As someone who knew Sylvia Plath well, how would you sum up her legacy?
I think she is by far the best of the poets of her generation. Ted Hughes wrote some brilliant poems when he started out and I am sure he helped Sylvia to find her voice, but in her last poems she went far beyond him, and the poems she wrote are extraordinary. In that last year before her suicide, as their marriage was breaking up, the flow deepened and the current ran faster.
After Ted left her for Assia, Sylvia moved back to London, to a flat just across Primrose Hill from where I lived, and started coming over regularly to read me the poems as she wrote them. One day, she read me what she called some “light verse”. She meant “Daddy” and “Lady Lazarus”. There was real venom in them, yet the underlying rhythm of “Daddy” is that of a lullaby, a lovesong. Plath had unleashed the powerful forces that had always been there at least since her childhood bereavement, but now with huge discipline and great artistry. I do not believe she meant to die. I think she expected to be found. She was too full of life and passion.
How much has the mythologising of Plath the person distracted attention from her work?
Plath the person is a fascinating subject but it has more or less nothing to do with the brilliance of the poems she wrote. It’s good if people are then led, if only by curiosity, to read her poems, but a terrible shame, and loss for them, if they are reading it only for the biographical content, rather than listening to what she has to say, and – more important – how she says it.
Does it matter what the cover of The Bell Jar looks like?
I suppose anything that gets them to read the book cannot be all bad.
You recently described much contemporary poetry as “second-hand”. What did you mean by that?
I’m afraid I seem to be no longer interested in contemporary poetry, so what do I know?
You wrote about divorce in your book Life After Marriage. When you look at the Chris Huhne-Vicky Pryce marital breakdown, is it possible to believe there is ever such a thing as a good divorce?
Oddly enough, except for the birth of our son, Adam, the divorce was the only decent thing that happened between me and my first wife.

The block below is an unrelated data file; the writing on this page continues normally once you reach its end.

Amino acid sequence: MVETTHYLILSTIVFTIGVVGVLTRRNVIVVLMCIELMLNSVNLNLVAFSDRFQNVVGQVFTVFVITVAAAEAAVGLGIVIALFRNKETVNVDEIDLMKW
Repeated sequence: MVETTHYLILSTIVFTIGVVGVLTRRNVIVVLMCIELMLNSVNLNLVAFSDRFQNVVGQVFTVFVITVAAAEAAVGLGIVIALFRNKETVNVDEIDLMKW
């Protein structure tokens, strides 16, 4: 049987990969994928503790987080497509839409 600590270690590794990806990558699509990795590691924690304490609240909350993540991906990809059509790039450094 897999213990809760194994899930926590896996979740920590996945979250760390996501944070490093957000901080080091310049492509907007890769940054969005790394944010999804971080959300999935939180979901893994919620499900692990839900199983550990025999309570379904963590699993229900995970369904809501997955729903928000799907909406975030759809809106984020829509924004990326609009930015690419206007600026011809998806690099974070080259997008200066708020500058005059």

Can good people be unfaithful?
It can happen. I’ve seen some marriages recover. Many only seem to recover but the damage stays, and, of course, many never recover. A few seem to make it through in a real way.
You are 83 now and your new book to some extent chronicles the trials of ageing. As a society, how do we rate in the way we look after older people?
Like the Americans in the past, we idealise youthfulness and have a certain contempt for the aged. Yet in Manhattan a couple of years ago, everyone was enormously helpful when they saw me in a wheelchair. But try going to an exhibition in London in a wheelchair. Nobody moves out of the way, to let you see, unless they are American or European. Not the Brits!
Would you recommend swimming outdoors – as you have done regularly – as a good way to keep the ageing process at bay?
I can’t think of a better way. I’ve never been able to bear chlorinated pools, and the experience of being out in the open and free to discover what is out there to see – wild birds, wild weather, and wild swimmers – is great.
From poker to rock-climbing, you’ve looked for risk in your life. Is risk at risk of being legislated out of existence?
Yes, I had a huge amount of fun as a child, diving. I remember the first time I saw someone dive when I was 10. I was at Finchley Road baths, after a decade of relative disability, and seeing this guy doing what looked like impossible things on the high board. So, lo and behold, I went on to the high board that day and gave it a shot. There weren’t all these damned rules in those days, and nobody stopped me. At school, I went on to win prizes for diving. If we remove all the risk, we kill all the fun.
Al Alvarez’s ‘Pondlife: A Swimmer’s Journal’ is published by Bloomsbury